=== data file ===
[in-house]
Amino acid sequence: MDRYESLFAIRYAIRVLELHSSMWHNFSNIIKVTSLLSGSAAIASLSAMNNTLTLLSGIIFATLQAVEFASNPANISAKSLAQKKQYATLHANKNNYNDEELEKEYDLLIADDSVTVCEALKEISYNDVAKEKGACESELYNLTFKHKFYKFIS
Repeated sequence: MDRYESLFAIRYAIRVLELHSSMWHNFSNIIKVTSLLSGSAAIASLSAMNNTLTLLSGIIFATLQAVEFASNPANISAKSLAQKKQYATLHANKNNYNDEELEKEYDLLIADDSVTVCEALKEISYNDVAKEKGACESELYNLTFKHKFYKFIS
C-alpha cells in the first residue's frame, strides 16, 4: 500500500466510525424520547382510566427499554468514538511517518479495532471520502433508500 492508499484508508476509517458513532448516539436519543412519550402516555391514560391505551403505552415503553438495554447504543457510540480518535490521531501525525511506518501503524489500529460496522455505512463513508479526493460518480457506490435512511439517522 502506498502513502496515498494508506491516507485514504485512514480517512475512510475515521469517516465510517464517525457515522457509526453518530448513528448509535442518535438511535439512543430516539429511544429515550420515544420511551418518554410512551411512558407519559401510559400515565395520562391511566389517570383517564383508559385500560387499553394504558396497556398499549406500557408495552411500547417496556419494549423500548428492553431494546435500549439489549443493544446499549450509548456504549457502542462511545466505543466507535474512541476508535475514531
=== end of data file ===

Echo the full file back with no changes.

[in-house]
Amino acid sequence: MDRYESLFAIRYAIRVLELHSSMWHNFSNIIKVTSLLSGSAAIASLSAMNNTLTLLSGIIFATLQAVEFASNPANISAKSLAQKKQYATLHANKNNYNDEELEKEYDLLIADDSVTVCEALKEISYNDVAKEKGACESELYNLTFKHKFYKFIS
Repeated sequence: MDRYESLFAIRYAIRVLELHSSMWHNFSNIIKVTSLLSGSAAIASLSAMNNTLTLLSGIIFATLQAVEFASNPANISAKSLAQKKQYATLHANKNNYNDEELEKEYDLLIADDSVTVCEALKEISYNDVAKEKGACESELYNLTFKHKFYKFIS
C-alpha cells in the first residue's frame, strides 16, 4: 500500500466510525424520547382510566427499554468514538511517518479495532471520502433508500 492508499484508508476509517458513532448516539436519543412519550402516555391514560391505551403505552415503553438495554447504543457510540480518535490521531501525525511506518501503524489500529460496522455505512463513508479526493460518480457506490435512511439517522 502506498502513502496515498494508506491516507485514504485512514480517512475512510475515521469517516465510517464517525457515522457509526453518530448513528448509535442518535438511535439512543430516539429511544429515550420515544420511551418518554410512551411512558407519559401510559400515565395520562391511566389517570383517564383508559385500560387499553394504558396497556398499549406500557408495552411500547417496556419494549423500548428492553431494546435500549439489549443493544446499549450509548456504549457502542462511545466505543466507535474512541476508535475514531